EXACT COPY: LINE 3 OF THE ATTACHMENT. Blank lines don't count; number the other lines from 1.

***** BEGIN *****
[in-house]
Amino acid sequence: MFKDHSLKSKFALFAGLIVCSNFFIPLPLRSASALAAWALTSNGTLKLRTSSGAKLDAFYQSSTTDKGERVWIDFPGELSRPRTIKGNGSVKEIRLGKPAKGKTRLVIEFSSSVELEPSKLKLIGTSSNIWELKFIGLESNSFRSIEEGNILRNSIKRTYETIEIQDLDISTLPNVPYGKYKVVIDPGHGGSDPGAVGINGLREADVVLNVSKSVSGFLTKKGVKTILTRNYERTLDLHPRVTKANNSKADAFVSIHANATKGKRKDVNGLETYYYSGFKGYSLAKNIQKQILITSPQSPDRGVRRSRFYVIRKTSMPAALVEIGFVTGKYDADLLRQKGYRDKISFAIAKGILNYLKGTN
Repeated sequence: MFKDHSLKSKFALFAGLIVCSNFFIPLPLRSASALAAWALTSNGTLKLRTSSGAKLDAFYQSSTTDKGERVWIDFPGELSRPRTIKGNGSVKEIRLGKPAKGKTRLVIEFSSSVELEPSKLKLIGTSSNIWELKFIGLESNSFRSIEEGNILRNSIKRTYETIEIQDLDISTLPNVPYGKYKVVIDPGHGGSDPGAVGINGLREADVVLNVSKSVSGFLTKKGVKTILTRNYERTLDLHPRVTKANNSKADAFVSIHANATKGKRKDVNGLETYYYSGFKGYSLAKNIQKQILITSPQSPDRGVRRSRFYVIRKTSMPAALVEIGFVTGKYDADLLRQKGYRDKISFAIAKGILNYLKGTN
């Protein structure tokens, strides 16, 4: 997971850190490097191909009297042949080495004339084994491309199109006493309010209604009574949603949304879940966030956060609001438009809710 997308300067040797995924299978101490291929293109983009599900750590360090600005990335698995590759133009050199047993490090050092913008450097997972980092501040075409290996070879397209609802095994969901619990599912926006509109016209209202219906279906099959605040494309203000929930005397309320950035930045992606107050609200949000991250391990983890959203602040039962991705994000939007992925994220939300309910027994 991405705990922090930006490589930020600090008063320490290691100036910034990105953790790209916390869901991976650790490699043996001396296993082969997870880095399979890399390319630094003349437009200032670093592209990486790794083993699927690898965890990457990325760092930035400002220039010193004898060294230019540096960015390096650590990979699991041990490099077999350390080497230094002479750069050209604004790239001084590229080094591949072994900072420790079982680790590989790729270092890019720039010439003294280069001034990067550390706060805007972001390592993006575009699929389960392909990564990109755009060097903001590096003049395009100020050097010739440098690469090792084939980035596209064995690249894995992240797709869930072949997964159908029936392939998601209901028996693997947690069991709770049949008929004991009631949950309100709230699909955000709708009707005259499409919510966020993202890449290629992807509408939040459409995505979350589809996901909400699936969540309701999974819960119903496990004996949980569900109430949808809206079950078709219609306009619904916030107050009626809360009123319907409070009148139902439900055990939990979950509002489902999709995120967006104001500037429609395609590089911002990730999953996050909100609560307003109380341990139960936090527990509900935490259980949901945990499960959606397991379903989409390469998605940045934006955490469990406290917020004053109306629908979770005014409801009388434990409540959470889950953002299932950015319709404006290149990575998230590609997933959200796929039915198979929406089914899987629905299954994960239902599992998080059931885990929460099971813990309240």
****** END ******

Repeated sequence: MFKDHSLKSKFALFAGLIVCSNFFIPLPLRSASALAAWALTSNGTLKLRTSSGAKLDAFYQSSTTDKGERVWIDFPGELSRPRTIKGNGSVKEIRLGKPAKGKTRLVIEFSSSVELEPSKLKLIGTSSNIWELKFIGLESNSFRSIEEGNILRNSIKRTYETIEIQDLDISTLPNVPYGKYKVVIDPGHGGSDPGAVGINGLREADVVLNVSKSVSGFLTKKGVKTILTRNYERTLDLHPRVTKANNSKADAFVSIHANATKGKRKDVNGLETYYYSGFKGYSLAKNIQKQILITSPQSPDRGVRRSRFYVIRKTSMPAALVEIGFVTGKYDADLLRQKGYRDKISFAIAKGILNYLKGTN